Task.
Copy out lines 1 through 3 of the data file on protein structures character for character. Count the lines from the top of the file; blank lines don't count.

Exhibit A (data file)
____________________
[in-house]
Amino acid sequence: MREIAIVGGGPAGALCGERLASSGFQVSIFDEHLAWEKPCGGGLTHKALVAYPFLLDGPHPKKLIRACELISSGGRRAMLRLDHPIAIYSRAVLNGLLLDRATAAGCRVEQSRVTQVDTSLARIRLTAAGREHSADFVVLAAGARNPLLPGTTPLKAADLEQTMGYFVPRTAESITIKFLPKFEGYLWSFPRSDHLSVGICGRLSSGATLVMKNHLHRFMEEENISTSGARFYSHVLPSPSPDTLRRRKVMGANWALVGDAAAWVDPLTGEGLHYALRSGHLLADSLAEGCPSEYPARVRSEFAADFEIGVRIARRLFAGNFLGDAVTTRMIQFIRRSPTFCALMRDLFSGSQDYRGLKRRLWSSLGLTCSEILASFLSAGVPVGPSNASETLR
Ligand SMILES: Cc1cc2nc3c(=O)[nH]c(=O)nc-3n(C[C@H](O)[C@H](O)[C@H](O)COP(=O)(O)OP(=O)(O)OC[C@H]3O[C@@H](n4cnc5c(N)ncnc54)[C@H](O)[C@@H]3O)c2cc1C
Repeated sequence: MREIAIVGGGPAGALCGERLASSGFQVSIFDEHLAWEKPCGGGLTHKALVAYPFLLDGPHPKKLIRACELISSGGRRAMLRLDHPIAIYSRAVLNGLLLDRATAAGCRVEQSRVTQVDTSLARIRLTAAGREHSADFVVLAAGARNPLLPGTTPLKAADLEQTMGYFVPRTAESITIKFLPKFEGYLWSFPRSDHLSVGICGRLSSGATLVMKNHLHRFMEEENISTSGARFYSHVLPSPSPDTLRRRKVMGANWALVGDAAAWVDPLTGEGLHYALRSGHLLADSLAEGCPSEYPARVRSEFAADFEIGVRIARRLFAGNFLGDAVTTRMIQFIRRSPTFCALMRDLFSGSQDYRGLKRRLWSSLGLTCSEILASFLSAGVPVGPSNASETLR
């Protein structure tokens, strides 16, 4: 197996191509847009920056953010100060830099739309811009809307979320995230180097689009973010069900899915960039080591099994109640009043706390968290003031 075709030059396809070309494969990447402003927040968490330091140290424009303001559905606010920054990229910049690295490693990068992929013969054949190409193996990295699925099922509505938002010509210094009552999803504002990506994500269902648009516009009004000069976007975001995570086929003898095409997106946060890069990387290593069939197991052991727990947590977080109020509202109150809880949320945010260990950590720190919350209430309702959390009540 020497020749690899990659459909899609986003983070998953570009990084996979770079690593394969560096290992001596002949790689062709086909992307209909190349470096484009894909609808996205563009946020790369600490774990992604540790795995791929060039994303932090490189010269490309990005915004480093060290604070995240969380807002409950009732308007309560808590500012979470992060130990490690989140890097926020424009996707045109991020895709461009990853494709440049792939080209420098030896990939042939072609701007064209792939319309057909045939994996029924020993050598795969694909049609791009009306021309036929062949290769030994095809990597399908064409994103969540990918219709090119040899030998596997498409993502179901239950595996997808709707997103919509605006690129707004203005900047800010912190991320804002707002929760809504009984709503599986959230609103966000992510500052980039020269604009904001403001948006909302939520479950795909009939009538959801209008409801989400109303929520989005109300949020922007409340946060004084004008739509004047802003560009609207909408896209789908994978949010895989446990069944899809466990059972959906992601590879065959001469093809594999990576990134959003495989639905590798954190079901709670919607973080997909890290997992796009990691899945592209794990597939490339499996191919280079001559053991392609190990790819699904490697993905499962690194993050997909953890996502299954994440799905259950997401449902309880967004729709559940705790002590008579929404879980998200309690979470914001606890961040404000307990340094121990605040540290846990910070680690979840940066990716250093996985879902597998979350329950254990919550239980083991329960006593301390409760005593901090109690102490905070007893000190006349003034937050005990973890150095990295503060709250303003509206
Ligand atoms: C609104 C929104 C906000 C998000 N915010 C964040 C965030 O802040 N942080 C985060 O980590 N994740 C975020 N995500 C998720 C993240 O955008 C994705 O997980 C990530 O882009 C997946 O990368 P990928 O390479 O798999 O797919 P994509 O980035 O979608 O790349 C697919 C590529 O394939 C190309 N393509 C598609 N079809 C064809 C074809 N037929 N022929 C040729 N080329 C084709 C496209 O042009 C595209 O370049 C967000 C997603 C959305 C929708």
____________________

[in-house]
Amino acid sequence: MREIAIVGGGPAGALCGERLASSGFQVSIFDEHLAWEKPCGGGLTHKALVAYPFLLDGPHPKKLIRACELISSGGRRAMLRLDHPIAIYSRAVLNGLLLDRATAAGCRVEQSRVTQVDTSLARIRLTAAGREHSADFVVLAAGARNPLLPGTTPLKAADLEQTMGYFVPRTAESITIKFLPKFEGYLWSFPRSDHLSVGICGRLSSGATLVMKNHLHRFMEEENISTSGARFYSHVLPSPSPDTLRRRKVMGANWALVGDAAAWVDPLTGEGLHYALRSGHLLADSLAEGCPSEYPARVRSEFAADFEIGVRIARRLFAGNFLGDAVTTRMIQFIRRSPTFCALMRDLFSGSQDYRGLKRRLWSSLGLTCSEILASFLSAGVPVGPSNASETLR
Ligand SMILES: Cc1cc2nc3c(=O)[nH]c(=O)nc-3n(C[C@H](O)[C@H](O)[C@H](O)COP(=O)(O)OP(=O)(O)OC[C@H]3O[C@@H](n4cnc5c(N)ncnc54)[C@H](O)[C@@H]3O)c2cc1C